Tuesday, September 14, 2010

Interesting Irish National Debt Stats......

Stunning....If you want to put a positive spin on it one can argue that there is a lot of room for improvement for the Irish to boost their share.... Of course only if the ECB is willing to slow down their ongoing buying "frenzy" ;-) For more charts click here

Positiv formuliert bleibt da für die Irischen Mitbürger, Banken und Versicherungen noch viel Luft nach oben.....Natürlich nur für den Fall das sich die EZB in den nächsten Jahren mit Ihren Käufen zurückhält....;-) Für mehr Charts in Sachen Irland und Staatsverschuldung bitte hier klicken....

Irish government debt needs you Barclays Capital’s Laurent Fransolet via FT Alphaville

In common with a number of other countries, one of the problems Ireland has faced is the limited domestic investor base for its debt. There is only limited data on who owns the Irish debt. On the domestic side, the Irish central bank has detailed data on holders… Only 15% of the debt is held domestically (the lowest proportion in the euro area), and domestic buyers have not stepped up their purchases recently, in contrast to a number of other euro area countries (eg, Spain, Portugal).

…Irish domestic banks own just €8.5bn of the debt, compared with balance sheets of about €700bn

Similarly, insurance companies and pension funds hold just €3-4bn of Irish government bonds, compared with total fixed income assets of €66bn. These low domestic holdings probably reflect the fact that for a long time, Irish debt was scarce and low yielding, and thus shunned by domestic investors. We think it also shows that in a way, there is potential for more domestic buying, even if these changes in investment policies can take time.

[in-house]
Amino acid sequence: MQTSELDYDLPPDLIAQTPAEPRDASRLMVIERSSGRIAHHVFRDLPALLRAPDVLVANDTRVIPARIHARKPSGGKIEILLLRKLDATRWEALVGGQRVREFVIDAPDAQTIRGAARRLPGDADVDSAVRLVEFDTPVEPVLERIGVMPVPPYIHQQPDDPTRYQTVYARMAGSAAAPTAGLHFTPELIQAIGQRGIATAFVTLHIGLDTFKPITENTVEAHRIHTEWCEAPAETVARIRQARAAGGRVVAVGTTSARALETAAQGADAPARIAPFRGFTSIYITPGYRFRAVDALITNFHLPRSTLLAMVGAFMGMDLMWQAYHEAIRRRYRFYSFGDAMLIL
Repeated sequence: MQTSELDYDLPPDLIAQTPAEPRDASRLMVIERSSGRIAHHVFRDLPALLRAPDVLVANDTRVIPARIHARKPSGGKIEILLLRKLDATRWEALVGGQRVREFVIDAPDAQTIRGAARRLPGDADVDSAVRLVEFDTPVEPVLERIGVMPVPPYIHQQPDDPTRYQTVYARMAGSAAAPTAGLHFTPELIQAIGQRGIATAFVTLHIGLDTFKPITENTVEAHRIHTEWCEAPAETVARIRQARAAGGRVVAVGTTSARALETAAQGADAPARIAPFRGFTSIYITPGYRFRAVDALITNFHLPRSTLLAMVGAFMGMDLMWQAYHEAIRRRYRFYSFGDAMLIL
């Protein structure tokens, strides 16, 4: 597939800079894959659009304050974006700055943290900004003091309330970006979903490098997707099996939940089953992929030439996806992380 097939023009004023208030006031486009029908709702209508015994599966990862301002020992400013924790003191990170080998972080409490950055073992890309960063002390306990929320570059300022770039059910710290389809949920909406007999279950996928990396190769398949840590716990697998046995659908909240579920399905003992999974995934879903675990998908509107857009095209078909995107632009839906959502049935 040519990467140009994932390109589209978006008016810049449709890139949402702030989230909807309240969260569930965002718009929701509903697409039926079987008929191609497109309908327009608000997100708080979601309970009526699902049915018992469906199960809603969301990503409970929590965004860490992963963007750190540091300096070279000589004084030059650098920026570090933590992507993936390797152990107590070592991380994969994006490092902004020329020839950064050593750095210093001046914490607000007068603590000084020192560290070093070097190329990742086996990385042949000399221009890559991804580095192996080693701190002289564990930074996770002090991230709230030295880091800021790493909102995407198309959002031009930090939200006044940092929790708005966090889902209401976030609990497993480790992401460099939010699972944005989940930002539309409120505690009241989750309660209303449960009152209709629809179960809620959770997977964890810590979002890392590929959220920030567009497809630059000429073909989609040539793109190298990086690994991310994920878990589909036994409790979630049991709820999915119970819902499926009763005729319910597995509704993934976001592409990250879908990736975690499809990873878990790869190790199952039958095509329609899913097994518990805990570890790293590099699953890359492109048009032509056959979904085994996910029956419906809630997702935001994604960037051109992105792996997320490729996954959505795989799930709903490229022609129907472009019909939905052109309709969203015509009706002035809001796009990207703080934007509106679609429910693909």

To have an idea of who owns this external debt, we utilise a number of sources. First, we take into account the ECB Securities Markets Programme buying (SMP): in total, about €61bn of Greek, Irish and Portuguese securities have been bought by the ECB. We believe the majority was Greek debt, with the rest slightly skewed in favour of Irish debt (say 15bn to 20bn).

Overall, we assume 30% of the ECB SMP buying has been in Irish debt (€18bn – the SMP likely makes the ECB the biggest single debt holder of Ireland, Portugal and Greece).

Read the last paragraph twice & ( even if i have to repeat myself over and over again ) the Joke Of The Day From ECB´s Smaghi "€ More Stable Than Deutsche Mark" is getting even more "funny".... ;-)

Lasst den letzten Absatz in aller Ruhe nocheinmal Revue passieren und (ich wiederhole mich da gerne) der Witz des Tages von Smaghi das der "€ stabiler als die DM ist" nur noch witziger... ;-)
Importantly… Ireland built up a lot of cash deposits in 2008, which it could run down more than €10bn if market access remains limited/too expensive. With monthly cash deficits of about €1.5bn, limited bills redemptions (€2.75bn in Q1 11) and no bond redemption until November 2011 (€4.4bn), Ireland is not under severe pressure to issue large amounts for meeting cash needs. As such, the NTMA confirmed on 9 September that Ireland was fully funded until next June, which is our assessment as well, if Ireland decided to run down its cash balances entirely (although we suspect it will want to keep some cash buffer to hand).
Put the € 18 billion ECB number since March 2010 into perspective with the monthly cash deficit of only € 1.5 billion.... All this in the name of "tightening the unrealistic high spreads vs BUNDS"...... Spin at its best....UPDATE: Irish banks' ECB loans rise to 95.1 bln euros

Die ganze Sache wird dadurch nicht weniger witzig wenn man die geschätzten 18 Mrd € die die EZB seit März 2010 aufgekauft hat ins Verhätltnis zu dem monatlichen Cash Defizit von 1,5 Mrd € setzt..... Und all das läuft noch immer unter dem Motto "die unrealistischen hohen Renditeaufschläge vs den BUNDS mit dem Marktbild der EU / Politiker / EZB in Einklang zu bringen "..... Mir würden da haufenweise treffendere Begriffe einfallen.... UPDATE: Irish banks' ECB loans rise to 95.1 bln euros

Got GOLD ? ;-)

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